The Montcalm County Board of Canvassers oversaw a recount of votes of Eureka Township — one of seven precincts that voted — from the May 2 Greenville Public Schools bond vote. After 90 minutes of hand-counting, the results proved to be exactly the same — 415 “no” votes to 399 “yes” votes out of 820 votes casts in that township, with six votes listed as “non-countable.”

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Sanctuary cities issue on deck for Rep. Lower

One of the more hot-button issues in Lansing this year has become the status of “sanctuary cities” in Michigan, and Rep. Jim Lower, R-Cedar Lake, finds himself at the center of the issue.

From left, Central Montcalm students Mason Zimmerman, Anna Lake, Landen Papendick, Britney Wittkopp and Trinity DuVall, health teacher Nancy Jerry, art teacher Laura Ruggles and Montcalm Care Network Peer specialist Denise VanderKlok celebrate the students artwork they created as part of a partnership with Montcalm Care Network. — Daily News/Meghan Nelson

Montcalm Care Network recognizes community members at luncheon

Montcalm Care Network is working to create meaningful work to achieve meaningful lives from the whole community. On Friday, they honored community members who are partnering with them to achieve that mission during the Fourth Annual Community Luncheon.

Ivana Rivera of Belding and Kristen Green of Howard City supervise their children and other children during their homeschool group’s weekly play date at McCarthy Park in Montcalm Township on Thursday afternoon. The park serves as a central location for the inclusive homeschool group which has families in Alma, Belding, Blanchard, Greenville and Howard City, among other locations.— Daily News/Elisabeth Waldon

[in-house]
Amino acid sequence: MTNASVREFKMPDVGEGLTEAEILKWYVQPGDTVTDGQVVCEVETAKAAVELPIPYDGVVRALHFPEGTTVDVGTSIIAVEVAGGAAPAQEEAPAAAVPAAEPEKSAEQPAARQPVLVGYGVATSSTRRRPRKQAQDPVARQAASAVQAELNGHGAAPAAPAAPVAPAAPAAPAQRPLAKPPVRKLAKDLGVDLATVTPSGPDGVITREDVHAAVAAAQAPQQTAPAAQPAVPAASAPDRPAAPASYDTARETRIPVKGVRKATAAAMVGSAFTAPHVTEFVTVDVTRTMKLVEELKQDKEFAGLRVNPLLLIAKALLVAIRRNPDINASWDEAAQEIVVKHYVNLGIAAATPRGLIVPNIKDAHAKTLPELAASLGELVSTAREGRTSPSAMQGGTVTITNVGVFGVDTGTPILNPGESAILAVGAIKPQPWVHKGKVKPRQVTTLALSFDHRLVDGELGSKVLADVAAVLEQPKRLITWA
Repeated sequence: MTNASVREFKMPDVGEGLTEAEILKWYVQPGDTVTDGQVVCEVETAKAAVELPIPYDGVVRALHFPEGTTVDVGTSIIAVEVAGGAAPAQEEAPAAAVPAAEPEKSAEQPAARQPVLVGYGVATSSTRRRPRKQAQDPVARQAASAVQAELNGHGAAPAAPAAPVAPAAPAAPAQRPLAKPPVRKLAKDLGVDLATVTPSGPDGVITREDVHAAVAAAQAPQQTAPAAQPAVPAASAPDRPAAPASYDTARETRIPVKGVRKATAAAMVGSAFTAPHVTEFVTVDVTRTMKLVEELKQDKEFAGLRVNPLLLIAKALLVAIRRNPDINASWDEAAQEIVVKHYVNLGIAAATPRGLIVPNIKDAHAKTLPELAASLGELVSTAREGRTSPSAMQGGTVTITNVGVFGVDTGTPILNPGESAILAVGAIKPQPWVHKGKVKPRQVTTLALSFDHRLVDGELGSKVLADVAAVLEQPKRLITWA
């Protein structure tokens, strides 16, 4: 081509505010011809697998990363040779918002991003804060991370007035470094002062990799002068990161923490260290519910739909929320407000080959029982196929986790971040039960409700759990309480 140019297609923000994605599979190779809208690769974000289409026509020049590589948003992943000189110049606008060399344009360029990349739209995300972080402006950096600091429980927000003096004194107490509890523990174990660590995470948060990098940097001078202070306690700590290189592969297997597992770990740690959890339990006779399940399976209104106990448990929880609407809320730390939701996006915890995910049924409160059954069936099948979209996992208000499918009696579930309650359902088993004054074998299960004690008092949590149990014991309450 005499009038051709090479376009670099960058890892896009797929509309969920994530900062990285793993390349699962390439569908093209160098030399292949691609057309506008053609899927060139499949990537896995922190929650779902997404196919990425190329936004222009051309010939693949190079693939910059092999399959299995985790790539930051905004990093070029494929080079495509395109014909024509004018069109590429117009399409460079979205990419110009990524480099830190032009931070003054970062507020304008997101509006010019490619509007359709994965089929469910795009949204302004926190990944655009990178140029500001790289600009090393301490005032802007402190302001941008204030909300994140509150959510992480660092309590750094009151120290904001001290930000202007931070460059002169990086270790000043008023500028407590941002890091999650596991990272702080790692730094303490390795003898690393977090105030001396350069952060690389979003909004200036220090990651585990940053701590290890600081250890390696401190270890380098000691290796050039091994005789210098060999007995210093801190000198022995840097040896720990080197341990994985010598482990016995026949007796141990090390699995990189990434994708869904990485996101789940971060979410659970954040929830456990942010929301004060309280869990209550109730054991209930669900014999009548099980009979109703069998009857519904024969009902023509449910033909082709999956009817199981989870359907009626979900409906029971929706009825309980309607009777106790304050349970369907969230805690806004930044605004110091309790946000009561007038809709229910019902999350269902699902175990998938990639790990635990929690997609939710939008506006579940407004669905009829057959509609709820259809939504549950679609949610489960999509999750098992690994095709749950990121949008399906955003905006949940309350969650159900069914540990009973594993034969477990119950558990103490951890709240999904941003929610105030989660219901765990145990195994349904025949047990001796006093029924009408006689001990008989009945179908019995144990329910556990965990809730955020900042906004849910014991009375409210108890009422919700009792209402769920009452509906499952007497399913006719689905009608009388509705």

All Montcalm County parks have been adopted for the year

As children played on slides and swings, ran amongst the tall trees and explored the shores of the Flat River on Thursday afternoon, their mothers rested in the shade of the pavilion at McCarthy Park.

The members of the inclusive homeschool group from Alma, Belding, Blanchard, Greenville, Howard City and points beyond use the park on M-91 just north of Greenville as a central location for a weekly playdate gathering. The group was relieved to learn the Montcalm Township park would not be closing this year despite Montcalm County budget cuts.

The Ricker family of Cedar Springs, from left, mother Kim, brothers Preston, 13, Brison, 16, and father Brian, continue to fight daily as Brison battles against an inoperable brain tumor he was diagnosed with in January 2016. — Courtesy photo

Mancino’s to host fundraiser to benefit Cedar Springs family

In looking for sibling strength in overcoming the greatest of odds, one has to look no further than brothers Brison and Preston Ricker of Cedar Springs.

On Jan. 23, 2016, Brison, 16, was diagnosed with inoperable brain cancer, referred to as a Diffuse Intrinsic Pontine Glioma (DIPG), which is a highly aggressive and difficult to treat brain tumor found at the base of the brain.